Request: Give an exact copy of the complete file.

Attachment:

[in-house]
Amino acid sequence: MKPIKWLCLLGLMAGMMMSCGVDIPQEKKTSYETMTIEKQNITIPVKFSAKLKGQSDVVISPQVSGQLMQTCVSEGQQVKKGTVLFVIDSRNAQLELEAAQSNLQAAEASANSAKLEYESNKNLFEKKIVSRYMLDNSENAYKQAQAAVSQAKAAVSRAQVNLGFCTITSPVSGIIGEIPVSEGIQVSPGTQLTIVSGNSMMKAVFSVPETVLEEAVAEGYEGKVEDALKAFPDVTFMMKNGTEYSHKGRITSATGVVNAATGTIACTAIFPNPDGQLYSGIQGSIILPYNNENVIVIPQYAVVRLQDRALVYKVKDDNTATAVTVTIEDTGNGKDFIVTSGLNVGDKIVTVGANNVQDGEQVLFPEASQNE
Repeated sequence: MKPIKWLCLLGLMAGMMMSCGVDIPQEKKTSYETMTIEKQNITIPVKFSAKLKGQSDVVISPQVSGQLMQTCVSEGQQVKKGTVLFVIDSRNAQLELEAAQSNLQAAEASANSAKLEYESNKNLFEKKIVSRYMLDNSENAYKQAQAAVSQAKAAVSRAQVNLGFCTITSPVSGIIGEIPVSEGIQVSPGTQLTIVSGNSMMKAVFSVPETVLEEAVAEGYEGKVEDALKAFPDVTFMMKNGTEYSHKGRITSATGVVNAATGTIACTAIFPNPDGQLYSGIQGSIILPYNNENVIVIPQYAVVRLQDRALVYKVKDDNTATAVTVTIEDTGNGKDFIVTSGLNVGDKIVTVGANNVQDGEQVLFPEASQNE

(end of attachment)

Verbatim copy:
[in-house]
Amino acid sequence: MKPIKWLCLLGLMAGMMMSCGVDIPQEKKTSYETMTIEKQNITIPVKFSAKLKGQSDVVISPQVSGQLMQTCVSEGQQVKKGTVLFVIDSRNAQLELEAAQSNLQAAEASANSAKLEYESNKNLFEKKIVSRYMLDNSENAYKQAQAAVSQAKAAVSRAQVNLGFCTITSPVSGIIGEIPVSEGIQVSPGTQLTIVSGNSMMKAVFSVPETVLEEAVAEGYEGKVEDALKAFPDVTFMMKNGTEYSHKGRITSATGVVNAATGTIACTAIFPNPDGQLYSGIQGSIILPYNNENVIVIPQYAVVRLQDRALVYKVKDDNTATAVTVTIEDTGNGKDFIVTSGLNVGDKIVTVGANNVQDGEQVLFPEASQNE
Repeated sequence: MKPIKWLCLLGLMAGMMMSCGVDIPQEKKTSYETMTIEKQNITIPVKFSAKLKGQSDVVISPQVSGQLMQTCVSEGQQVKKGTVLFVIDSRNAQLELEAAQSNLQAAEASANSAKLEYESNKNLFEKKIVSRYMLDNSENAYKQAQAAVSQAKAAVSRAQVNLGFCTITSPVSGIIGEIPVSEGIQVSPGTQLTIVSGNSMMKAVFSVPETVLEEAVAEGYEGKVEDALKAFPDVTFMMKNGTEYSHKGRITSATGVVNAATGTIACTAIFPNPDGQLYSGIQGSIILPYNNENVIVIPQYAVVRLQDRALVYKVKDDNTATAVTVTIEDTGNGKDFIVTSGLNVGDKIVTVGANNVQDGEQVLFPEASQNE